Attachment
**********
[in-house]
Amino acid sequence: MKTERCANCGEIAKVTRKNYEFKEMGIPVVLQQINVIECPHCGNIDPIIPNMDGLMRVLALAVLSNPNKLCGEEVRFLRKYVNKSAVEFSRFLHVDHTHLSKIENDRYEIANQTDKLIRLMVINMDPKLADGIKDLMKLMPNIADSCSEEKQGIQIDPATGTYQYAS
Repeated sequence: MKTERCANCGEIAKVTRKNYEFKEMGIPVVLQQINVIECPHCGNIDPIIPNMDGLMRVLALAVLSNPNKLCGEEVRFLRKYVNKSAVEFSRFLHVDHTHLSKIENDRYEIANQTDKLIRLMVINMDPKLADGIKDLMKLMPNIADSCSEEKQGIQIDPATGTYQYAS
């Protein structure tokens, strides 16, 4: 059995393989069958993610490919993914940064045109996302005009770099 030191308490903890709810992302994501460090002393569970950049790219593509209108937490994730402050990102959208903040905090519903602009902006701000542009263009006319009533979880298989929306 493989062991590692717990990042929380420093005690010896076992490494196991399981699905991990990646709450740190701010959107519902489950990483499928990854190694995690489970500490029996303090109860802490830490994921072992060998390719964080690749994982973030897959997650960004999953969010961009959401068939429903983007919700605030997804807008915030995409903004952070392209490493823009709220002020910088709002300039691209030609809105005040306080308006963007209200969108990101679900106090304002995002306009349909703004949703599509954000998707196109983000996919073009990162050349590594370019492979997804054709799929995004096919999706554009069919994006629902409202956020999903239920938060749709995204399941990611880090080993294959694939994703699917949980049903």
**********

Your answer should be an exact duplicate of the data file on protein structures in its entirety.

[in-house]
Amino acid sequence: MKTERCANCGEIAKVTRKNYEFKEMGIPVVLQQINVIECPHCGNIDPIIPNMDGLMRVLALAVLSNPNKLCGEEVRFLRKYVNKSAVEFSRFLHVDHTHLSKIENDRYEIANQTDKLIRLMVINMDPKLADGIKDLMKLMPNIADSCSEEKQGIQIDPATGTYQYAS
Repeated sequence: MKTERCANCGEIAKVTRKNYEFKEMGIPVVLQQINVIECPHCGNIDPIIPNMDGLMRVLALAVLSNPNKLCGEEVRFLRKYVNKSAVEFSRFLHVDHTHLSKIENDRYEIANQTDKLIRLMVINMDPKLADGIKDLMKLMPNIADSCSEEKQGIQIDPATGTYQYAS
């Protein structure tokens, strides 16, 4: 059995393989069958993610490919993914940064045109996302005009770099 030191308490903890709810992302994501460090002393569970950049790219593509209108937490994730402050990102959208903040905090519903602009902006701000542009263009006319009533979880298989929306 493989062991590692717990990042929380420093005690010896076992490494196991399981699905991990990646709450740190701010959107519902489950990483499928990854190694995690489970500490029996303090109860802490830490994921072992060998390719964080690749994982973030897959997650960004999953969010961009959401068939429903983007919700605030997804807008915030995409903004952070392209490493823009709220002020910088709002300039691209030609809105005040306080308006963007209200969108990101679900106090304002995002306009349909703004949703599509954000998707196109983000996919073009990162050349590594370019492979997804054709799929995004096919999706554009069919994006629902409202956020999903239920938060749709995204399941990611880090080993294959694939994703699917949980049903």